|Registration Deadline:||March 17, 2017 about 6 years ago|
|To apply for Funding you must register by:||December 15, 2016 over 6 years ago|
|Location:||MSRI: Simons Auditorium, Baker Board Room, Atrium|
Show List of Speakers
- Aditya Adiredja (University of Arizona)
- Deborah Ball (University of Michigan)
- Victoria Bonaccorso (Montclair State University)
- Lauren Brady (Park East High School)
- Sylvia Celedon-Pattichis (University of New Mexico)
- Sylvia Celedón-Pattichis (University of New Mexico)
- Haiwen Chu (WestEd)
- Michael Driskill (Math for America )
- David Eisenbud (University of California, Berkeley)
- Esther Enright (Boise State University)
- Rochelle Gutierrez (University of Illinois)
- Victoria Hand (University of Colorado at Boulder)
- Dave Henry (University at Buffalo (SUNY))
- David Henry (University at Buffalo (SUNY))
- Nicole Joseph (Vanderbilt University)
- Elizabeth Kent (Buffalo State College)
- Yvonne Lai (University of Nebraska)
- Eileen Murray (Montclair State University)
- Rebecca Perry (WestEd)
- Joi Spencer (University of San Diego)
- Elizabeth van Es (University of California, Irvine)
- Dorothy White (University of Georgia)
- David Wilson (University at Buffalo (SUNY))
- Nilam Yagielski (Sweet Home High School)
- Darryl Yong (Harvey Mudd College)
- James Álvarez (University of Texas)
Success rates in mathematics as well as recruitment and retention rates in the mathematics pipeline are low at all education levels and are, across predictable demographics, disproportionately low for students who are women, Latin@, Black, American Indian, recent immigrants, emergent bilinguals/multilinguals, and poor. Efforts to address these low rates often focus on programmatic solutions such as creating mentoring or bridge programs to address perceived deficiencies. While these programs achieve some success, evidence suggests that they may not substantially improve students’ subsequent success in mathematics or meaningfully address the ways that students experience mathematics instruction.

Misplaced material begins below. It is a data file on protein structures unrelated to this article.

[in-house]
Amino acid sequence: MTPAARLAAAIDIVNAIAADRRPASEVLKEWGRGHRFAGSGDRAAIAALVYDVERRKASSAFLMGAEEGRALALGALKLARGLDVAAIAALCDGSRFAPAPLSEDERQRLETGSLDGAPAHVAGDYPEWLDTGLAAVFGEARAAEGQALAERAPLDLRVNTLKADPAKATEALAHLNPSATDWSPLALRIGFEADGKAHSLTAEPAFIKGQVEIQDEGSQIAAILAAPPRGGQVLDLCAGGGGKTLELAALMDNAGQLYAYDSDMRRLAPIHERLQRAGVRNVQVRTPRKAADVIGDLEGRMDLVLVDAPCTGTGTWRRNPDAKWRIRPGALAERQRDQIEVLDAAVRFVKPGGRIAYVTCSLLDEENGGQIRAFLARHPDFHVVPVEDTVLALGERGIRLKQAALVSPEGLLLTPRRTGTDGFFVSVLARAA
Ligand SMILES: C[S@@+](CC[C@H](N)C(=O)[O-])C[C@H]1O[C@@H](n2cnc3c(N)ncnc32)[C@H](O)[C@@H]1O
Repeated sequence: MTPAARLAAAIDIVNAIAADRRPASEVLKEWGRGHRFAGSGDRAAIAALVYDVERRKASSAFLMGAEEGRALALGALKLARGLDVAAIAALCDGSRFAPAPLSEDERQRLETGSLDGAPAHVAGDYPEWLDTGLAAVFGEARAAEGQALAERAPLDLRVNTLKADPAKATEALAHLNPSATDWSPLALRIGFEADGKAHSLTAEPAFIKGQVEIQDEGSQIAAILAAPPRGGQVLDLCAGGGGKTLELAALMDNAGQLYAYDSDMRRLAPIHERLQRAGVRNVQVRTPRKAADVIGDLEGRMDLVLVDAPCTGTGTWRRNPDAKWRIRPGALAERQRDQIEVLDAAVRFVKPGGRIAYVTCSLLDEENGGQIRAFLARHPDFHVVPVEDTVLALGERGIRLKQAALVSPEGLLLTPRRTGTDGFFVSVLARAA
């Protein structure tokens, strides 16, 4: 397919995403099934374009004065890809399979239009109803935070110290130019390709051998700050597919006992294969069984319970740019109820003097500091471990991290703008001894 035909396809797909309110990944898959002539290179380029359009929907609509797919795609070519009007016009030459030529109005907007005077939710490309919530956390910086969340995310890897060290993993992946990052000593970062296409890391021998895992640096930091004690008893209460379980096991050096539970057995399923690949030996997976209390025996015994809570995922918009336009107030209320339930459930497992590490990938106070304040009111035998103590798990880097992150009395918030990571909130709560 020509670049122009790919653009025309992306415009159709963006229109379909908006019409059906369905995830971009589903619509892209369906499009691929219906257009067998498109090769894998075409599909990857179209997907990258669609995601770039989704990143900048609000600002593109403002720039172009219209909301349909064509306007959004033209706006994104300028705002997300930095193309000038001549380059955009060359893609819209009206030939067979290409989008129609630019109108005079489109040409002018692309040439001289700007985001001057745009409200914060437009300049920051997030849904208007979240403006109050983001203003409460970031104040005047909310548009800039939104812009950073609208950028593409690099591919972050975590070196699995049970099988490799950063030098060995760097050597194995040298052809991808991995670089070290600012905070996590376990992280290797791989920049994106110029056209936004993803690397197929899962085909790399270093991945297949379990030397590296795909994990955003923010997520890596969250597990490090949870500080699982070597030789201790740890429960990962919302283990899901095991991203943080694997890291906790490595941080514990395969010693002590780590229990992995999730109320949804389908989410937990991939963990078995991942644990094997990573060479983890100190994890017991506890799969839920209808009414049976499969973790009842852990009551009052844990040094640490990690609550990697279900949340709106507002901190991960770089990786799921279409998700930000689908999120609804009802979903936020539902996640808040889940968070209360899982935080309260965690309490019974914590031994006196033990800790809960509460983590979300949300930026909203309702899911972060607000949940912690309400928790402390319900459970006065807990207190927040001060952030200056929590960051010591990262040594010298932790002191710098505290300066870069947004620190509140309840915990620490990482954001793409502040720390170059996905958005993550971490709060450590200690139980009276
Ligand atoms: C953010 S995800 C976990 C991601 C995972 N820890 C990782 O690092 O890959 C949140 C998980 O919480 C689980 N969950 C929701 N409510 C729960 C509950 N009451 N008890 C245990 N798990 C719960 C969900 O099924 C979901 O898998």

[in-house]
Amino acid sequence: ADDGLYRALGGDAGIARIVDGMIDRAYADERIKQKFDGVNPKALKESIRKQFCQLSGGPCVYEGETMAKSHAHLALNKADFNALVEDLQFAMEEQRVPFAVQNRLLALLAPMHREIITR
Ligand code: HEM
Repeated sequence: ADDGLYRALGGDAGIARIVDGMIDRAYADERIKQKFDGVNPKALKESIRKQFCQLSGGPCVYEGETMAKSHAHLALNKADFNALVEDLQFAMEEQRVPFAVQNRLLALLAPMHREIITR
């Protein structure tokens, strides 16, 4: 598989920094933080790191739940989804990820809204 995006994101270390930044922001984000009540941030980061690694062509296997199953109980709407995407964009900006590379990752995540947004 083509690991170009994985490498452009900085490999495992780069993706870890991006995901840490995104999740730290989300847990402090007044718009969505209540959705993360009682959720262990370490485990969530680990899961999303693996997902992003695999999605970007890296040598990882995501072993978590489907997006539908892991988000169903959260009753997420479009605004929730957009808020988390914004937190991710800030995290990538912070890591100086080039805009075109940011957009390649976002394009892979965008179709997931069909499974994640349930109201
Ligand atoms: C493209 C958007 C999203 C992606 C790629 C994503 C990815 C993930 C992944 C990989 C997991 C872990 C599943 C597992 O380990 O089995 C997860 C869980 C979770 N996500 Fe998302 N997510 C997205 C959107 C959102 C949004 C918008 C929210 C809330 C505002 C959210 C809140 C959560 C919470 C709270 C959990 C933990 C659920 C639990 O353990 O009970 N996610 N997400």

The 2017 CIME workshop will focus on observations of mathematics classrooms through the lens of equity. Specifically, we will use observation as a tool for understanding and improving imbalances of access, participation, and power in mathematics teaching and learning. In doing so, we seek to better understand students’ experiences in mathematics classrooms in order to improve academic success, recruitment and retention, and meaningful experiences for historically marginalized populations.
Five questions structure the highly interactive design of the workshop:
- What does it mean to create an equitable classroom environment? How can the structure of classroom interactions lead to imbalances of access, identity, and power in mathematics teaching and learning? How can such structures be rebuilt to better serve all students?
- How might observations of mathematics instruction help us to identify power dynamics in classrooms? What language is helpful to describe interactions in mathematics classrooms? What might we learn from observations about how culture and identity are developed for some students but not others? What do classroom observations reveal about how instruction supports or discourages engagement in mathematics for students of different backgrounds?